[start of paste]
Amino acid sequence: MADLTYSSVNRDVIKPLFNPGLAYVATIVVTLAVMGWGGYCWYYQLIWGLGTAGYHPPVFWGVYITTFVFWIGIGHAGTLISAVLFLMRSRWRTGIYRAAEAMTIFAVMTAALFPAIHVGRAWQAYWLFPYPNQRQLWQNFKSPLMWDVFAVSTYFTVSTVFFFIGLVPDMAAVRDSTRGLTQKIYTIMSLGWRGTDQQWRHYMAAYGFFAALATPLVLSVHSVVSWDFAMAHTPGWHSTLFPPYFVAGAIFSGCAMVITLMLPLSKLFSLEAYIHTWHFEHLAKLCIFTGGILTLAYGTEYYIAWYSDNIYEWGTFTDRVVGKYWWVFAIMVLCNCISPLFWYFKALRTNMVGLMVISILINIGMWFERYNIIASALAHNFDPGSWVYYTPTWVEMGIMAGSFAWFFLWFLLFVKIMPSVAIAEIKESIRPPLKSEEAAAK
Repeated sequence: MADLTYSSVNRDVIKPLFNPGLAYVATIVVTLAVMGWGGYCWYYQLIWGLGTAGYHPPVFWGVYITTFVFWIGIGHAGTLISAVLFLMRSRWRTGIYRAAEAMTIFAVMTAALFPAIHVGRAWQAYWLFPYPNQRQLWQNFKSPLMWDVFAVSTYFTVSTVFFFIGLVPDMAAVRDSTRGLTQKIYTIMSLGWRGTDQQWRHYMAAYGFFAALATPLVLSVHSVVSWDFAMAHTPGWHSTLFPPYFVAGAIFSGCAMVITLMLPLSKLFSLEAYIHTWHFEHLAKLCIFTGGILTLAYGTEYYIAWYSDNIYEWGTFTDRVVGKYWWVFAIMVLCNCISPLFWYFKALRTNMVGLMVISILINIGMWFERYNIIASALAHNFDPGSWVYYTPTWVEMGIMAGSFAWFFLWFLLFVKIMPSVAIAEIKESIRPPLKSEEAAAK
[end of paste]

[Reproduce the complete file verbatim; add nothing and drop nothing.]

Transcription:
Amino acid sequence: MADLTYSSVNRDVIKPLFNPGLAYVATIVVTLAVMGWGGYCWYYQLIWGLGTAGYHPPVFWGVYITTFVFWIGIGHAGTLISAVLFLMRSRWRTGIYRAAEAMTIFAVMTAALFPAIHVGRAWQAYWLFPYPNQRQLWQNFKSPLMWDVFAVSTYFTVSTVFFFIGLVPDMAAVRDSTRGLTQKIYTIMSLGWRGTDQQWRHYMAAYGFFAALATPLVLSVHSVVSWDFAMAHTPGWHSTLFPPYFVAGAIFSGCAMVITLMLPLSKLFSLEAYIHTWHFEHLAKLCIFTGGILTLAYGTEYYIAWYSDNIYEWGTFTDRVVGKYWWVFAIMVLCNCISPLFWYFKALRTNMVGLMVISILINIGMWFERYNIIASALAHNFDPGSWVYYTPTWVEMGIMAGSFAWFFLWFLLFVKIMPSVAIAEIKESIRPPLKSEEAAAK
Repeated sequence: MADLTYSSVNRDVIKPLFNPGLAYVATIVVTLAVMGWGGYCWYYQLIWGLGTAGYHPPVFWGVYITTFVFWIGIGHAGTLISAVLFLMRSRWRTGIYRAAEAMTIFAVMTAALFPAIHVGRAWQAYWLFPYPNQRQLWQNFKSPLMWDVFAVSTYFTVSTVFFFIGLVPDMAAVRDSTRGLTQKIYTIMSLGWRGTDQQWRHYMAAYGFFAALATPLVLSVHSVVSWDFAMAHTPGWHSTLFPPYFVAGAIFSGCAMVITLMLPLSKLFSLEAYIHTWHFEHLAKLCIFTGGILTLAYGTEYYIAWYSDNIYEWGTFTDRVVGKYWWVFAIMVLCNCISPLFWYFKALRTNMVGLMVISILINIGMWFERYNIIASALAHNFDPGSWVYYTPTWVEMGIMAGSFAWFFLWFLLFVKIMPSVAIAEIKESIRPPLKSEEAAAK